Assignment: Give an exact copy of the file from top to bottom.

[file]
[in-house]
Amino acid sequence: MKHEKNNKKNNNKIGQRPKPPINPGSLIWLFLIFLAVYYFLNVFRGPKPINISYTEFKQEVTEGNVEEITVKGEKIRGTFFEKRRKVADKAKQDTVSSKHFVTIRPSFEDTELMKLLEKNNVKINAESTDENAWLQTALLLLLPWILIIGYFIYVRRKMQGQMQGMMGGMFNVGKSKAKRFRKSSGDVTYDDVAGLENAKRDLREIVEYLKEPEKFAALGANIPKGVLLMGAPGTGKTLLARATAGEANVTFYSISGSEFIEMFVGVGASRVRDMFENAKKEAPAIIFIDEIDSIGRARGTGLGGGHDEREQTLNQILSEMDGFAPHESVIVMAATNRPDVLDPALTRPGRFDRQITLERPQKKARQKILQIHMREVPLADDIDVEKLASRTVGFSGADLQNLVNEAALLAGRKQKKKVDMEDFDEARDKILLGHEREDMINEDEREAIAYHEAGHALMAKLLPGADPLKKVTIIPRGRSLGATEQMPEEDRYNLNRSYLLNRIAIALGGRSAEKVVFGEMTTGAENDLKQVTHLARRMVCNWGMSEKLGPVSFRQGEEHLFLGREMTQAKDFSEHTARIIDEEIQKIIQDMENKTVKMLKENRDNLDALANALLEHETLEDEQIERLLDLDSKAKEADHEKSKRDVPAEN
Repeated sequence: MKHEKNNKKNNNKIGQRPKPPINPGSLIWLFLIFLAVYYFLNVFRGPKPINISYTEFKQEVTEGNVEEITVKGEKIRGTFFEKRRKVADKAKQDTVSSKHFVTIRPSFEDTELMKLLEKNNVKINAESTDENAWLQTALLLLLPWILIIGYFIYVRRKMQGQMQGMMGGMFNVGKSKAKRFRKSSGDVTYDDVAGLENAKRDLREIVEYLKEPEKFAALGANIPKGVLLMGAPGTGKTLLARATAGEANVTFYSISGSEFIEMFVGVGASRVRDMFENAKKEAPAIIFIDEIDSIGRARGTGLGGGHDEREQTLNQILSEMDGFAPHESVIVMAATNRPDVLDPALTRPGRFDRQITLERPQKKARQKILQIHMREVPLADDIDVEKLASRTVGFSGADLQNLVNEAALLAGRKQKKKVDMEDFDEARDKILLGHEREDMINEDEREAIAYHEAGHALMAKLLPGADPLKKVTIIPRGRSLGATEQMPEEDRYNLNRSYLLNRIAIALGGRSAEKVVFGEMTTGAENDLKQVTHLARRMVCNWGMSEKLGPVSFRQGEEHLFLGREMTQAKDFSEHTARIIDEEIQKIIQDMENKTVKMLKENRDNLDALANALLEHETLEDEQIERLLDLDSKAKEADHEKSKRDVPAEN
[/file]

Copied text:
[in-house]
Amino acid sequence: MKHEKNNKKNNNKIGQRPKPPINPGSLIWLFLIFLAVYYFLNVFRGPKPINISYTEFKQEVTEGNVEEITVKGEKIRGTFFEKRRKVADKAKQDTVSSKHFVTIRPSFEDTELMKLLEKNNVKINAESTDENAWLQTALLLLLPWILIIGYFIYVRRKMQGQMQGMMGGMFNVGKSKAKRFRKSSGDVTYDDVAGLENAKRDLREIVEYLKEPEKFAALGANIPKGVLLMGAPGTGKTLLARATAGEANVTFYSISGSEFIEMFVGVGASRVRDMFENAKKEAPAIIFIDEIDSIGRARGTGLGGGHDEREQTLNQILSEMDGFAPHESVIVMAATNRPDVLDPALTRPGRFDRQITLERPQKKARQKILQIHMREVPLADDIDVEKLASRTVGFSGADLQNLVNEAALLAGRKQKKKVDMEDFDEARDKILLGHEREDMINEDEREAIAYHEAGHALMAKLLPGADPLKKVTIIPRGRSLGATEQMPEEDRYNLNRSYLLNRIAIALGGRSAEKVVFGEMTTGAENDLKQVTHLARRMVCNWGMSEKLGPVSFRQGEEHLFLGREMTQAKDFSEHTARIIDEEIQKIIQDMENKTVKMLKENRDNLDALANALLEHETLEDEQIERLLDLDSKAKEADHEKSKRDVPAEN
Repeated sequence: MKHEKNNKKNNNKIGQRPKPPINPGSLIWLFLIFLAVYYFLNVFRGPKPINISYTEFKQEVTEGNVEEITVKGEKIRGTFFEKRRKVADKAKQDTVSSKHFVTIRPSFEDTELMKLLEKNNVKINAESTDENAWLQTALLLLLPWILIIGYFIYVRRKMQGQMQGMMGGMFNVGKSKAKRFRKSSGDVTYDDVAGLENAKRDLREIVEYLKEPEKFAALGANIPKGVLLMGAPGTGKTLLARATAGEANVTFYSISGSEFIEMFVGVGASRVRDMFENAKKEAPAIIFIDEIDSIGRARGTGLGGGHDEREQTLNQILSEMDGFAPHESVIVMAATNRPDVLDPALTRPGRFDRQITLERPQKKARQKILQIHMREVPLADDIDVEKLASRTVGFSGADLQNLVNEAALLAGRKQKKKVDMEDFDEARDKILLGHEREDMINEDEREAIAYHEAGHALMAKLLPGADPLKKVTIIPRGRSLGATEQMPEEDRYNLNRSYLLNRIAIALGGRSAEKVVFGEMTTGAENDLKQVTHLARRMVCNWGMSEKLGPVSFRQGEEHLFLGREMTQAKDFSEHTARIIDEEIQKIIQDMENKTVKMLKENRDNLDALANALLEHETLEDEQIERLLDLDSKAKEADHEKSKRDVPAEN